In Iraq, FAR more Iraqis died as the result of inter-communal violence and terror, than US direct caused.

    I’m sure that the death toll would have been much much less if Saddam was retained but contained in power. If he wasn’t contained, I expect the death toll would have been higher.

    • Bumblebye says:

      “only”
      Nuff said.

    • eljay says:

      >> The actual basis of comparisons between policies is the estimate of what the existing policy created/allowed, versus the estimate of an alternative policy would have created/allowed.

      Thank gawd that Palestinians are so “resilient and energetic”.

      DO NOT FEED THE TROLL.

    • Max Ajl says:

      Vietnamese deaths range from a now-renounced low-end estimate of 1.5 million to 5 million as an upwards bound (we don’t count brown people). So Witty under-counts by between a 33 and 80 percent. Does that seem racist to anyone?

      He is, of course, on the right thread for racists. Freeman writes that “That means finding alternatives to military intervention as the principal instrument of U.S. foreign policy, and it means returning to the American tradition of respect for the sovereignty and ways of life of other nations,” an American tradition carried out by committing genocide against the native population followed by over 200 years of aggressive wars, now invisible in this fairy-tale rendition of American history. Freeman goes on to write: “We’re accumulating a critical mass of enemies with personal as well as religious and nationalistic reasons to seek retribution against us. As our violence against foreign civilians has escalated, our enemies have multiplied.”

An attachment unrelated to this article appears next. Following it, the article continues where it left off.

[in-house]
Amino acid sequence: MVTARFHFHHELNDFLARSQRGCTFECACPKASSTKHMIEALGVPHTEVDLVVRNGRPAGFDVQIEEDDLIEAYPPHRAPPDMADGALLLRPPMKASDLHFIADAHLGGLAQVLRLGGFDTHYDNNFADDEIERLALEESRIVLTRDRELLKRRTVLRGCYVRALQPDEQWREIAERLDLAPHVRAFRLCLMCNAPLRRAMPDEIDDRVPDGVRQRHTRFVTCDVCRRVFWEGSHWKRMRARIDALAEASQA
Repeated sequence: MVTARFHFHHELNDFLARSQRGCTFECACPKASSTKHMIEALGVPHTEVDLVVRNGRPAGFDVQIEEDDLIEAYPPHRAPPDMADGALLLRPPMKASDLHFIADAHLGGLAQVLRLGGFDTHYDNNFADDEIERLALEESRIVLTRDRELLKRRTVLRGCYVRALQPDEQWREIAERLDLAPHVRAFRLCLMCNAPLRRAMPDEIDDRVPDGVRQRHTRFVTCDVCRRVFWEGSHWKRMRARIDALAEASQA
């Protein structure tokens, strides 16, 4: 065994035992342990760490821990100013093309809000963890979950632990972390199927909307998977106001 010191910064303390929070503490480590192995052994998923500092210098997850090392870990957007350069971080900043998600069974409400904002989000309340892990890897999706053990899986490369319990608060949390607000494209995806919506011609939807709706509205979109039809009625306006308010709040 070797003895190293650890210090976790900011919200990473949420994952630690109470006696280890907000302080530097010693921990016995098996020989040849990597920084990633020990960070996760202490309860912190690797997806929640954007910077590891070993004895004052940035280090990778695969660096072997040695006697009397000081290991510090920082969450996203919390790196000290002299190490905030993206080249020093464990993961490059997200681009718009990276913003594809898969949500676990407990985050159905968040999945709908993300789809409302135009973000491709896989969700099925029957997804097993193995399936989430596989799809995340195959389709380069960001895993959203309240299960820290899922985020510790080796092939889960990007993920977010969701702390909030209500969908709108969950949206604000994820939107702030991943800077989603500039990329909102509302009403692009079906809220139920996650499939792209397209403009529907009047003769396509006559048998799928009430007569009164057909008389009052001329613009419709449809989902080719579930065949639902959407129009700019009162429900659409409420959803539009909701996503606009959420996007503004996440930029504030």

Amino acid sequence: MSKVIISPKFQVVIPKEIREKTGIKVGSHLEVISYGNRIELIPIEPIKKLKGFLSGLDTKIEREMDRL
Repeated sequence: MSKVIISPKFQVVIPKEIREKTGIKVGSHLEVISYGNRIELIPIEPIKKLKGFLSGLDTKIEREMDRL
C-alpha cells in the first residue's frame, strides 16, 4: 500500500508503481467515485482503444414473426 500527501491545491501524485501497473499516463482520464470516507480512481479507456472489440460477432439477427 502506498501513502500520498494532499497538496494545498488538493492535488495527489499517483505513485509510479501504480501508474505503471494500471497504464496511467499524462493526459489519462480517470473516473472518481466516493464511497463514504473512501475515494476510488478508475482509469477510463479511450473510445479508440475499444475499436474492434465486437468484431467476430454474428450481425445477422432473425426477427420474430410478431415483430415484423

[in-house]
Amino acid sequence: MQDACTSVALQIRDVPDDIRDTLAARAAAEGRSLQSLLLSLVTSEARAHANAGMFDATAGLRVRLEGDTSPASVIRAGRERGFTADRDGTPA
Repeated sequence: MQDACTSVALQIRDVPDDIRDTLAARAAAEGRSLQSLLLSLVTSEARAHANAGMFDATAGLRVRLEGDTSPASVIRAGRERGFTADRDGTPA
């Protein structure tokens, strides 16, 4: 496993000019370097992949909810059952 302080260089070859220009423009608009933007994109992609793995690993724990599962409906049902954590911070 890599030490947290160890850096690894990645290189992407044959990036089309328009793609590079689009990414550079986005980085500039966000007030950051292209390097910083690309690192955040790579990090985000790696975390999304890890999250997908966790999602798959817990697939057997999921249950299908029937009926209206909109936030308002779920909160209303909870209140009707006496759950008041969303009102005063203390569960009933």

Let’s ask if Freeman would be writing these words if our violence was not producing enemies. Or do we need to ask the question as though it’s rhetorical? Given the disappearance of the genocide of the indigenous population in this fairy-tale, is the issue (despite the saccharine high notes sounded in the beginning of the speech) the deaths of people in the global South? Is this at its core a moral critique or a realist critique–a reflection of what Freeman perceives as a waxing threat to American empire? The latter, I think. Raise your hands, everyone. Does this seem like a good direction for the movement–making allies-of-opportunity with imperialist racists?

      • Keith says:

        MAX- Your point is very well taken, similar to comments that I have made in the past. Our position must be firmly grounded in moral principles, not a “is it good for Empire?” critique. I conclude by noting that I find it very curious that those who deride a liberal Zionist see fit to swoon over a liberal imperialist.

      • You’re so quick and flippant with your accusation of racism.

        You did get the distinction between the US attention to its own dead and Vietnamese dead.

        But, you prefer to call me racist, rather than support the point of the prejudicial focus on American deaths.

        Wierd is all I can say.

  4. occupyresist says:

    “No amount of public diplomacy, no matter how cleverly conducted, can prevail over the bitterness of personal and collective experience.”

    That is, of course, what elites think is going to solve all their problems. They throw money at the problem thinking that it mitigates their image around the globe when in fact they have lost the ability to ‘feel’ anything for those who are downtrodden.